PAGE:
I’ve been writing about cord-cutting long enough. It’s time to jump in, disconnect from my pay TV service and start saving some money at home.
In fact, I did just that a month ago.
Longtime readers may remember that my wife and I tried cord-cutting years ago, but that was before there was much streaming content, and we jumped back into paying for TV.
My experiences with live streaming services from Sling TV, Sony’s PlayStation Vue, YouTube TV, AT&T’s DirecTV Now and Hulu have shown me that it’s a good time to try again.
I’ve had an antenna up at my house for a while now, and I’m comfortable watching the free over-the-air local channels. I’ve also set up a Plex media server to house my digital music, photos and movies. Last year, Plex introduced its Live TV viewing and recording inside the Plex system. I connected my antenna to a SiliconDust HDHomerun tuner that talks to the Plex server on my network so we could record the local channels. It all works really well, but I’m always looking for ways to make the content easier to navigate.
Most of the streaming services include some local D-FW channels in their bundles.
Sling TV carries only Fox and NBC.
DirecTV Now, Hulu, YouTube TV and PlayStation Vue all carry the local Fox, NBC, ABC, and CBS stations. Sadly, our local PBS station is not carried on any of these services.
Receiving the local channels from a streaming bundle service has its advantages — mainly that you don’t have to put up your own antenna. Some people live in apartments or in places where putting up an antenna just won’t work.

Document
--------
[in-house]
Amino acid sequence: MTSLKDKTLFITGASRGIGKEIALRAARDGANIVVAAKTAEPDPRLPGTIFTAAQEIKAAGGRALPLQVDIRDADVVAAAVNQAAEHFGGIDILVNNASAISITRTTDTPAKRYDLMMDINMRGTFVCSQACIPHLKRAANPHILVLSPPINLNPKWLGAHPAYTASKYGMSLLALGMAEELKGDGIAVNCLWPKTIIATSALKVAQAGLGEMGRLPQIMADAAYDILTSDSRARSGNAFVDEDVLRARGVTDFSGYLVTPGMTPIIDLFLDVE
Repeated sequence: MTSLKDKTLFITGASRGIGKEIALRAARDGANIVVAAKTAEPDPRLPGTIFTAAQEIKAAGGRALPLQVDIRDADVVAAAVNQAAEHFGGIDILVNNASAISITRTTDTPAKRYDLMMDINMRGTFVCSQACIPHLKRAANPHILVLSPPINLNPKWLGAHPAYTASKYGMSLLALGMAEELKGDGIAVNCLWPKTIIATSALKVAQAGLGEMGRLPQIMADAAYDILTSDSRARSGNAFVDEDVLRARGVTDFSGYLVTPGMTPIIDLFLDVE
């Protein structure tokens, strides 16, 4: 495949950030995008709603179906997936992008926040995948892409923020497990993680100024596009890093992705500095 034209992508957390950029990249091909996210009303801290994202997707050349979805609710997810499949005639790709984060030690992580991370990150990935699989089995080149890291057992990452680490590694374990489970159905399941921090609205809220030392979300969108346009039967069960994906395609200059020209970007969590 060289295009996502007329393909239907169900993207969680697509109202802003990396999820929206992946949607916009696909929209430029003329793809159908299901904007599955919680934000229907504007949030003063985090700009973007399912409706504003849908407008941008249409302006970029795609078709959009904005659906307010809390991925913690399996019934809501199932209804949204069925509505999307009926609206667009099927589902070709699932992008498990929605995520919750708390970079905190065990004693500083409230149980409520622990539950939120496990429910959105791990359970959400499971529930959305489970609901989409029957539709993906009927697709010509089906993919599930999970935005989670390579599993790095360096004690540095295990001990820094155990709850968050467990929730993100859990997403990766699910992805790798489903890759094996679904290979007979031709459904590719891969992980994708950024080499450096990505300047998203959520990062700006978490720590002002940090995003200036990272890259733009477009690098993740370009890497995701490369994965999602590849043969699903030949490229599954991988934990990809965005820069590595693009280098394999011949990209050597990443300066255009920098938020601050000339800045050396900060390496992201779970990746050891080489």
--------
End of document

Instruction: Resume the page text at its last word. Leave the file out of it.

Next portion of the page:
Most of the streaming services also offer, or will be offering, DVR service so users can record and save the shows.
Having the local channels bundled in with a streaming service means that we can stay in one app for watching most of our TV. This is important when you’re showing your family members how to navigate and watch live shows and how to watch recorded shows. I’m always looking for ways to make it simpler.
The beauty of these streaming services is that they don’t require a commitment, and all of them have a free trial period — usually a week — so you can get a feel for the service before you sign up.
I did some research and decided to try YouTube TV first. I like its channel lineup, including local channels, and its interface. Not all services’ on-screen interfaces are the same, and some are harder to navigate than others. YouTube TV’s is simple and easy to get around, plus its DVR is included in the $40 monthly fee and storage is unlimited, although shows will only stay for nine months.
But I will say YouTube TV has a feature I really don’t like. If you record a show, when you go to the library to play it back, YouTube TV will likely substitute the network’s “video on demand” version that has commercials you can’t fast-forward through. I understand that there have to be some concessions made to the networks. They want to sell commercials, but I’m not happy about it.
One thing you will notice if you try these streaming services is that the channel lineups will differ. YouTube TV doesn’t offer channels from Scripps (HGTV, Food Network, Travel Channel and others) so if these are important to you, they are available on other services.
Right now my content at home includes the Plex server with local channels and DVR, YouTube TV, Netflix and Amazon Prime Streaming. All of this streams through a fourth-generation Apple TV.
We’re still trying to figure out all the little details. Fast-forwarding through commercials is hit-or-miss sometimes. We’ll get the hang of it.
So far it’s working out well. There is more than enough to watch. As we try other services and find out what works for us, I’ll certainly let you know.
I just read about DirecTV Now’s cloud DVR that just launched. Perhaps I’ll try them next.
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